Growing the Circular Economy: Opportunities for Resource Recycling under China’s Carbon-Neutrality Target

For the first time, RMI has examined the vast potential for resource recycling in China and shown how it can serve as an important component of reaching the nation’s zero-carbon goal. Growing the Circular Economy: Opportunities for Resource Recycling under China’s Carbon-Neutrality Target [PDF] quantifies the market opportunity across nine key segments, from scrap steel and plastics to biomass and EV batteries, finding a ¥2.8 trillion potential market in 2050. The report provides a qualitative analysis of each of these segments, looking at the current state of the market and addressing issues such as resource availability, existing policy supports, and the potential for greenhouse gas mitigation. It also explores how the development of resource recycling industries can help to shift business ecosystems towards a circular economy with greater efficiency, lower emissions, and reduced waste.

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Collaborate to accelerate a circular economy for plastics: CGF

There are times when the challenge of plastic waste seems so immense and so intractable that solutions feel difficult to find. More than 60 percent of plastics end up in a landfill or the natural environment. Millions of tonnes of plastic waste spill into the oceans every year, creating highly visible ecological devastation, a stark reminder that immediate action is needed.
Yet by working in partnership, the consumer goods industry can make a profound positive difference. At The Consumer Goods Forum (CGF), we know that business collaboration is an essential part of the answer. We may be competitors in business, but together we are making the case for change, using our influential reach to create changes for people, business and planet.
The 41 members of our Plastic Waste Coalition of Action​ – representing more than 10 percent of the global plastic packaging market – are striving to deliver the solutions that industry can provide.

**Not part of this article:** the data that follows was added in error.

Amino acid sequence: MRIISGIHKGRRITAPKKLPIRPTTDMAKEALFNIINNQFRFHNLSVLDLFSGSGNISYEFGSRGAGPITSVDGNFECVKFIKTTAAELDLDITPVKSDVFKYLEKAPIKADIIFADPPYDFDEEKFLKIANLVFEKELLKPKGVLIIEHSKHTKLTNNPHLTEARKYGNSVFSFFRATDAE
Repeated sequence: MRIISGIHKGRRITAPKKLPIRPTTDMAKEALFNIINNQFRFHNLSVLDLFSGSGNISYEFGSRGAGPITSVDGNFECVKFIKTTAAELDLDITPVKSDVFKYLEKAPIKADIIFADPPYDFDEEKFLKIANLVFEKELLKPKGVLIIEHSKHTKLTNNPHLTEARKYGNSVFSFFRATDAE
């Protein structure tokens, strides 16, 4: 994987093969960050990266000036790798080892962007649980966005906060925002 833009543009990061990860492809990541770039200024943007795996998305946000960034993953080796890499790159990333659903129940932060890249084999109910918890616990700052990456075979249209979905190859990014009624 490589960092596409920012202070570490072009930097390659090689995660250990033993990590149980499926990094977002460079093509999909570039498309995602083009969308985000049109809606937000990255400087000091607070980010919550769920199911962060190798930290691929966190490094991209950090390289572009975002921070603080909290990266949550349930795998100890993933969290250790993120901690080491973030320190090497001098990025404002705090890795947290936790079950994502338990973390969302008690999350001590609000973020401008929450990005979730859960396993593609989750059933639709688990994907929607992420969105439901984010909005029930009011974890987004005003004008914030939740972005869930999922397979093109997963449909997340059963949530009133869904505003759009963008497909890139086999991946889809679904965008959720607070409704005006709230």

Read the full article at: www.foodnavigator.com

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EPA announces €625,000 funding opportunity for innovative Irish businesses in the circular economy

Speaking about the Green Enterprise: Innovation for a Circular Economy funding call, Laura Burke, Director General of the EPA said: “A ‘circular’ economy reduces waste throughout the economic cycle and ensures that materials are used as efficiently as possible. “Circular businesses reduce costs and environmental impact by reusing, repairing and recycling materials already in use. These approaches can advance the green transition, accelerate digital transformation and can deliver new jobs and skills as Ireland implements its National Recovery and Resilience Plan.” A ‘circular’ economy reduces waste throughout the economic cycle and ensures that materials are used as efficiently as possible. The EPA is inviting business and industry applicants from across Ireland’s economy with business-ready innovative projects targeting the areas of food, plastic, construction and demolition waste and resources and raw materials.”

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Modeling A Circular Economy For Electronic Waste –

Think about how many different pieces of technology the average household has purchased in the last decade. Phones, TVs, computers, tablets, and game consoles don’t last forever, and repairing them is difficult and often as expensive as simply buying a replacement. Electronics are integral to modern society, but electronic waste (e-waste) presents a complex and growing challenge in the path toward a circular economy–a more sustainable economic system that focuses on recycling materials and minimizing waste. Adding to the global waste challenge is the prevalence of dishonest recycling practices by companies who claim to be recycling electronics but actually dispose of them by other means, such as in landfills or shipping the waste to other countries.

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The stag hunt: Why a circular economy is so difficult

We know we use far more resources per year today than the Earth manages to regenerate. And the warnings of the long-term negative consequences this will have are becoming increasingly clear—not only for the environment, but also for the economy and for social structures. One possible solution is to transition to a circular economy where resources are used over and over again instead of wasted, and where the energy used is renewable. It is estimated that this would not only be beneficial for the environment and resources, but that it could help create 700,000 new jobs in the EU area alone and save the business community 600 billion euros. This would be a win-win situation.

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